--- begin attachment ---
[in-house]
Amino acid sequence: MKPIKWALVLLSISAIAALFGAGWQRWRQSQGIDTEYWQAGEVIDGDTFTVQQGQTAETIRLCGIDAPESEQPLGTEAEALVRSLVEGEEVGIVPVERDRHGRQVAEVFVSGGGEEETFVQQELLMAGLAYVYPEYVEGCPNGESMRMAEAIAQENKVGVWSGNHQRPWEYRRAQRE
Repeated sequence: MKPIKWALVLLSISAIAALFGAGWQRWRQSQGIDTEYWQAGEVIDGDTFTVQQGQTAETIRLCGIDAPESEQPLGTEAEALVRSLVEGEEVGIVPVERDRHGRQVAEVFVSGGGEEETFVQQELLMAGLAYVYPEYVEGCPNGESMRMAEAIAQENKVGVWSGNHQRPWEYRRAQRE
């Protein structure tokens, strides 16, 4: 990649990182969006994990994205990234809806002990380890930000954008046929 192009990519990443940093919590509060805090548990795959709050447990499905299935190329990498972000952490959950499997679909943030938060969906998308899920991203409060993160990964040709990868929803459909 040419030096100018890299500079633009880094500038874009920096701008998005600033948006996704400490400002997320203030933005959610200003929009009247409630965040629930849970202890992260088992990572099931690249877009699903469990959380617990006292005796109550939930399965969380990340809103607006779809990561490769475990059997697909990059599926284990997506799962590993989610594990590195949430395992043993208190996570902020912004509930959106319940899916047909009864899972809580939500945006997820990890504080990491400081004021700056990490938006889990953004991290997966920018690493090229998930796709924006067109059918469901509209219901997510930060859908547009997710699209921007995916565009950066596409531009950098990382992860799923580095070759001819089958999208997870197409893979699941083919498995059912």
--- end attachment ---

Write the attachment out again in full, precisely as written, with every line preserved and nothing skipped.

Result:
[in-house]
Amino acid sequence: MKPIKWALVLLSISAIAALFGAGWQRWRQSQGIDTEYWQAGEVIDGDTFTVQQGQTAETIRLCGIDAPESEQPLGTEAEALVRSLVEGEEVGIVPVERDRHGRQVAEVFVSGGGEEETFVQQELLMAGLAYVYPEYVEGCPNGESMRMAEAIAQENKVGVWSGNHQRPWEYRRAQRE
Repeated sequence: MKPIKWALVLLSISAIAALFGAGWQRWRQSQGIDTEYWQAGEVIDGDTFTVQQGQTAETIRLCGIDAPESEQPLGTEAEALVRSLVEGEEVGIVPVERDRHGRQVAEVFVSGGGEEETFVQQELLMAGLAYVYPEYVEGCPNGESMRMAEAIAQENKVGVWSGNHQRPWEYRRAQRE
């Protein structure tokens, strides 16, 4: 990649990182969006994990994205990234809806002990380890930000954008046929 192009990519990443940093919590509060805090548990795959709050447990499905299935190329990498972000952490959950499997679909943030938060969906998308899920991203409060993160990964040709990868929803459909 040419030096100018890299500079633009880094500038874009920096701008998005600033948006996704400490400002997320203030933005959610200003929009009247409630965040629930849970202890992260088992990572099931690249877009699903469990959380617990006292005796109550939930399965969380990340809103607006779809990561490769475990059997697909990059599926284990997506799962590993989610594990590195949430395992043993208190996570902020912004509930959106319940899916047909009864899972809580939500945006997820990890504080990491400081004021700056990490938006889990953004991290997966920018690493090229998930796709924006067109059918469901509209219901997510930060859908547009997710699209921007995916565009950066596409531009950098990382992860799923580095070759001819089958999208997870197409893979699941083919498995059912």